New York Knicks fans are beginning to forgive James Dolan after nearly a decade of ineptitude. A recent poll found 42 percent of respondents willing to give Dolan credit for the Knicks’ current state of affairs.
Winning sure heals old wounds. You couldn’t buy a Dolan supporter in this town not much longer than a few months ago. There were still questions then, about the Carmelo Anthony trade, letting Jeremy Lin go, opting for interim-coach Mike Woodson and more.
There were still bitter memories of Isiah Thomas and the threat of his return.
Anthony is a valid MVP candidate. Raymond Felton and Jason Kidd have made Linsanity seem like a seat-filling gimmick. Woodson has arrived and Thomas has kept his distance.
James Dolan has more than a little to do with it. After doing just about everything wrong or being too hands-off at the worst times for years, the Knicks owner has done a complete 180 on both counts over the past four seasons.
New York fans are a fair and forgiving bunch. They have short memories, which work both for and against their teams, players and ownership groups.
It’s very much, “What have you done for me lately?”
If the answer to that question is “not much,” duck for cover. Every move you make and every historical error will be put under the microscope. This is New York City after all.
But if the answer is winning, all is forgiven. Maybe not forgotten—with a dash of understandable paranoia (keep an eye on this guy)—but forgiven.
So what has James Loraine Dolan done (or thankfully not done) for Knicks fans lately to deserve a little absolution, higher ticket prices notwithstanding?
Dolan’s arc of atonement began on April 2, 2008 with the hiring of Donnie Walsh as President of Basketball Operations (PBO).
Before that, the Knicks were mired in a seven-year slump orchestrated by bad, back-to-back Dolan appointments: Scott Layden as GM in 1999 and Isiah Thomas as PBO in 2003.
Ironically, it would be Dolan’s hands-off policy that would help bring the Knicks back to prominence.
But first, he acted, finally canning loyalist Thomas in 2008. This was no small feat. To this day, Dolan and Thomas enjoy an inexplicably strong bond. The New York Post quoted Dolan as recently as this September saying.
I will continue to solicit [Isiah’s] views. He will always have strong ties to me and the team.
But you have to give Dolan some credit for “going out of his way” to put an end to the Isiah era.
Enter Donnie Walsh who exorcised five years of Thomas’ demons. Walsh was given free reign by Dolan to uproot the whole roster—and that Walsh did, erasing every Knick or contract from the Layden-Thomas days, including Coach Thomas himself.
Dolan gave Walsh a blank check, no questions asked, to rebuild the roster, beginning with the Amar’e Stoudemire signing.
When Walsh balked at the Anthony trade, though, Dolan forced the issue. According to the New York Times, “Dolan pushed through the Anthony trade over Walsh’s objections.”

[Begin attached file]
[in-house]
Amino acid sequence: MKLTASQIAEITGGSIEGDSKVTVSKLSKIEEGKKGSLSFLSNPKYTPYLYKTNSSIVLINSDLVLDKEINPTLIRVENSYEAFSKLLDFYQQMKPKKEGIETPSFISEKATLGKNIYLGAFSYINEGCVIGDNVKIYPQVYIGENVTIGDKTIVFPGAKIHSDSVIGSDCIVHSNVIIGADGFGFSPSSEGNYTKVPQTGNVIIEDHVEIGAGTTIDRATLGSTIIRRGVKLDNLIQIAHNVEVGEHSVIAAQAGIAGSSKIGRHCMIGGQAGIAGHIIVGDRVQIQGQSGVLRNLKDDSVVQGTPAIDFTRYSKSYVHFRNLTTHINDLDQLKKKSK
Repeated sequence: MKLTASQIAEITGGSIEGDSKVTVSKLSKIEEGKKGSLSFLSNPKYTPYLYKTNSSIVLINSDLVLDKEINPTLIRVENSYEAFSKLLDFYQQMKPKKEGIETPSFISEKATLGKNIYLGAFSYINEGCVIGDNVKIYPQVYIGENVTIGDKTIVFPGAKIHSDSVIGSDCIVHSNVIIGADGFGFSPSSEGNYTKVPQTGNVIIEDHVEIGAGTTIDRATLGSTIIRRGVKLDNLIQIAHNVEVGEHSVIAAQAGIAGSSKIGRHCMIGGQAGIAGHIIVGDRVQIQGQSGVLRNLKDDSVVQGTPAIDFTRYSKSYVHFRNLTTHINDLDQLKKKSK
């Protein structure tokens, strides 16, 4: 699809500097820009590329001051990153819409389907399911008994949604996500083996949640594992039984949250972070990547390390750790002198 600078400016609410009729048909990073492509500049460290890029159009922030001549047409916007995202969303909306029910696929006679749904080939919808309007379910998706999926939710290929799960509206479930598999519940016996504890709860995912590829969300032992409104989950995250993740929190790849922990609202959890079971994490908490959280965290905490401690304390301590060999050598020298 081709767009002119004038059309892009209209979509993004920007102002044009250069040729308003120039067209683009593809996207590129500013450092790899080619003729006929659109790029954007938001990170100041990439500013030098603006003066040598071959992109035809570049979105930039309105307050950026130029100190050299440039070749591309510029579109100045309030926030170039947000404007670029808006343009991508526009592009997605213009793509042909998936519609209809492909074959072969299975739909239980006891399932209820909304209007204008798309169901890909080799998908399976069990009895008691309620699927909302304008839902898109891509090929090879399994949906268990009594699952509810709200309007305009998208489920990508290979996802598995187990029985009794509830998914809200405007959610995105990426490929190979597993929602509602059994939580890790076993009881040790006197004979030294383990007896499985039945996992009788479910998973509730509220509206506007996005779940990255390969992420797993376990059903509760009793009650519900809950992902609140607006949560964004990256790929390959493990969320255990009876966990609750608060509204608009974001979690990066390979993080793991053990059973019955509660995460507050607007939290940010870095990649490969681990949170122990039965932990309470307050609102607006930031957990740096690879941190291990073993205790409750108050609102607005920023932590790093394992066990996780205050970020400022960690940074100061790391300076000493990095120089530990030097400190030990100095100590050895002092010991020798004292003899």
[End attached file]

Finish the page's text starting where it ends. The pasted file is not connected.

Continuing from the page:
This conflict, and a surprising impatience on the part of Dolan, may have led to Walsh’s departure at the end of the 2010-11 season.
The Knicks were better under Walsh, but apparently not enough for an oddly-unsatisfied and newly-involved James Dolan. What about defense? How about some bench depth?
Dolan promoted Glen Grunwald to address the Knicks’ continued failings. Walsh began the Knicks' ascent from hell, but Grunwald has been the key to taking the team to the heavens.
Again, Dolan stepped back and let his president work: Tyson Chandler, Raymond Felton, Jason Kidd, Ronnie Brewer, Steve Novak, J.R. Smith and Rasheed Wallace were all brought in by Grunwald.
And Mike Woodson, too. The Knicks best coach since Jeff Van Gundy is vying for Coach of the Year and has the team playing better than anyone expected.
Grunwald brought Woodson in as a defensive coordinator of sorts to fill that huge blank chapter in Mike D’Antoni’s playbook.
When D’Antoni quit near the end of 2010-11, Woodson temporarily took over and delivered an 18-6 record down the stretch.
A very grounded James Dolan didn’t bother reaching out to an available Phil Jackson at the end of the season. The loyal owner stuck with his man, who had proved himself as capable, and delivered to Woodson, and Knicks fans, a multiyear extension.
Who doesn’t love that move now?
And in a final twist, it would be Dolan’s perhaps noblest quality—the importance he places on loyalty and friendship—that would force the owner’s bravest (and at the time considered foolhardy by many) move.
Dolan let Jeremy Lin walk. As reported in the New York Daily News,
Dolan, according to sources, felt betrayed. After all, the Knicks had signed Lin in December after the second-year point guard out of Harvard had been cut by both Golden State and Houston.
In the end, this couldn’t have worked out better for the Knicks. They replaced the flash of Jeremy Lin—who has returned to Earth in Houston—with a key piece necessary to make anything with either Stoudemire or Anthony work: a true (or two) pass-first point guard with veteran experience.
The results speak for themselves, and James Dolan is responsible on several fronts for finally giving the fans what they want: a championship-contending team.
All is forgiven. Now let’s win one.
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